by Donald Bowers, Jr.
This is one of the emptiest legs on the entire race, a full 90 miles of lonely country and endless trail. The trail crosses a mix of terrain and vegetation, ranging from taiga (black spruce) to barren upland tundra to thick river-bottom forests to brushy ravines and hillsides to swamps and lakes. This leg has no major problems, although are always patches of minor overflow, plenty of hills, and some potentially rough trail across the uplands. Its biggest feature is, as somebody once said of driving through Texas, miles and miles of nothing but miles and miles.
You should plan for 12 to 18 hours, including a good several-hour rest somewhere along the way. Many drivers stop at Don’s Cabin, 36 miles out of Ophir. It’s a ramshackle plywood hut but it’s sheltered in the trees and has a stove. Another good camping spot is the tree line at the Windy Creek crossing, 10 miles past Don’s Cabin, or the Dishna River, a couple of miles past Windy Creek.
Leaving Ophir, the trail runs west down the Innoko River valley for five miles and then heads southwest toward Beaver Mountain Pass, slowly climbing through black spruce for ten miles. It breaks out above timberline briefly to cross the pass (actually a gentle, wide-open saddle) and then drops back into the tree line to cross a couple of creeks. Then it heads back up across Beaver Flats, a barren rolling upland flanking the Beaver Mountains, an isolated range of 4,000-foot mountains prominently visible five miles southeast of the trail.
After crossing the Beaver Flats, the trail re-enters the tree line and passes Don’s Cabin 36 miles after leaving Ophir. From the cabin, the trail continues southwest across lightly wooded uplands to Windy Creek and the Dishna River, the halfway point of the leg. From the Dishna, the trail climbs slowly back up through wooded country to another saddle and drops sharply down to First Chance Creek, which it then follows into the valley of the Iditarod River.
The trail leaves First Chance Creek a few miles before the river and runs south for 18 miles on the east side of the Iditarod River valley. It crosses several large creeks, swamps, and lakes, and runs up and down small hills. The old town of Iditarod is on a cut-off slough to the east of the Iditarod River. The checkpoint is across the slough from the few remaining buildings.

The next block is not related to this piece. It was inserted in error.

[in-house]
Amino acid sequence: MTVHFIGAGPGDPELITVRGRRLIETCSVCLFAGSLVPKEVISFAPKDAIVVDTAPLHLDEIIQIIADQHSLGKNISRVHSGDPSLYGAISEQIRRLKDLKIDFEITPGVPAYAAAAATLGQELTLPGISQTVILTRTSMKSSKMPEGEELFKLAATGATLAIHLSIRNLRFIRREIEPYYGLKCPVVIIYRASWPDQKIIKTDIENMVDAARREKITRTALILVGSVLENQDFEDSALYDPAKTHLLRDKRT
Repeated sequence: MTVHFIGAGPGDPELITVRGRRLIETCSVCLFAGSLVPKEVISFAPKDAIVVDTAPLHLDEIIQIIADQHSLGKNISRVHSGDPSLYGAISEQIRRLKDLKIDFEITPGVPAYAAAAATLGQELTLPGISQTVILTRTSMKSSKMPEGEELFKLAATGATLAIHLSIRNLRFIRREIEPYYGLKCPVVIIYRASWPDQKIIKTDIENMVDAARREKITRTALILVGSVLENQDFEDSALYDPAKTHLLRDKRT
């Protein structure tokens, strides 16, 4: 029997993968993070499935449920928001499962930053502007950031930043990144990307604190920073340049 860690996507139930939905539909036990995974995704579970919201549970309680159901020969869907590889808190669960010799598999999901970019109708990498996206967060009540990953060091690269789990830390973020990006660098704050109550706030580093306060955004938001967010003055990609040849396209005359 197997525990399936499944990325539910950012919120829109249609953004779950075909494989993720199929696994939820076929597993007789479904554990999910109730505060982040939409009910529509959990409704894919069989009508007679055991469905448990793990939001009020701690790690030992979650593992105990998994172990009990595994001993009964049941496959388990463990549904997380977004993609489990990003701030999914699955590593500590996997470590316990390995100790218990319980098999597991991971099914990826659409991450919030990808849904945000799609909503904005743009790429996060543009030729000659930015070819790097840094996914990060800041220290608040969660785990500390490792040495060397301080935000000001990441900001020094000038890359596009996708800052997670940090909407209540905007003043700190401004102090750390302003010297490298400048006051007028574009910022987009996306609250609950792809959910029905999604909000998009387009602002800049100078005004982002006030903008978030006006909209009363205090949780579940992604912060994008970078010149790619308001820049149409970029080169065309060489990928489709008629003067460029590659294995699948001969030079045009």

The weather can be a major factor on this leg, especially on the Beaver Flats, which are completely exposed. Whiteouts can happen quickly and winds can be severe. In fact, the materials for Don’s Cabin were flown in by a musher after he ran the southern route; he thought the trail desperately needed some kind of shelter in that area. Expect the trail across the Beaver Flats to have little snow; you’ll undoubtedly find yourself bouncing from one tundra tussock to another for many miles. The trail is generally well marked, with tripods augmenting the trail stakes across the uplands.
You’ll leave the Ophir checkpoint on a continuation of the same road you followed coming in. After a mile or so you’ll turn sharply left (west) onto the runway, which may or may not be plowed for use by airplanes. (If you were to go straight and not turn onto the runway, you’d be in what’s left of Ophir.) A mile past the runway you’ll cross the Innoko River, which you’ll parallel for another four miles and then cross again, back to the south side. This is where the northern and southern routes divide turn left (the Iron Doggers will have gone right, up to Ruby); the turn should be very well marked.
The trail will probably not be the world’s best as you head south through the spindly black spruce. It is often bouncy and uneven and punchy because it never has much of a base—remember, it’s only used every other year, and then only for the Iditarod. About a mile after the turn, you’ll cross a small tributary of Beaver Creek which usually has some overflow, sometimes up to a foot deep. It’s rarely more than ten feet wide, though.
After the creek, you’ll slog forever up a very gently sloping valley through the taiga (Russian for “land of little sticks”). Beaver Mountain Pass, a gentle saddle just above tree line, is about ten miles from the turn. The summit is about 1,100 feet above sea level and the total climb from the Innoko River is about 800 feet. You should see the Beaver Mountains looming off to your left as you approach the pass. At the top, you’ll be five miles from the highest peak. Don’s Cabin is about 20 miles ahead.
After the pass, you’ll descend a gentle grade to the drainage of Tolstoi Creek, which flows northwest into the Dishna River and ultimately the Innoko. This entire mostly barren upland for 20 miles to the southwest is collectively called the Beaver Flats, and you’ll be running across much of it drop back into a sparse tree line along a small fork of the creek a couple of miles after the pass, then you’ll head back into the open country southwest for a few more miles to a bigger fork, also with a meager tree line but offering shelter if you need it. There’s one more fork a couple of miles on, but with few trees.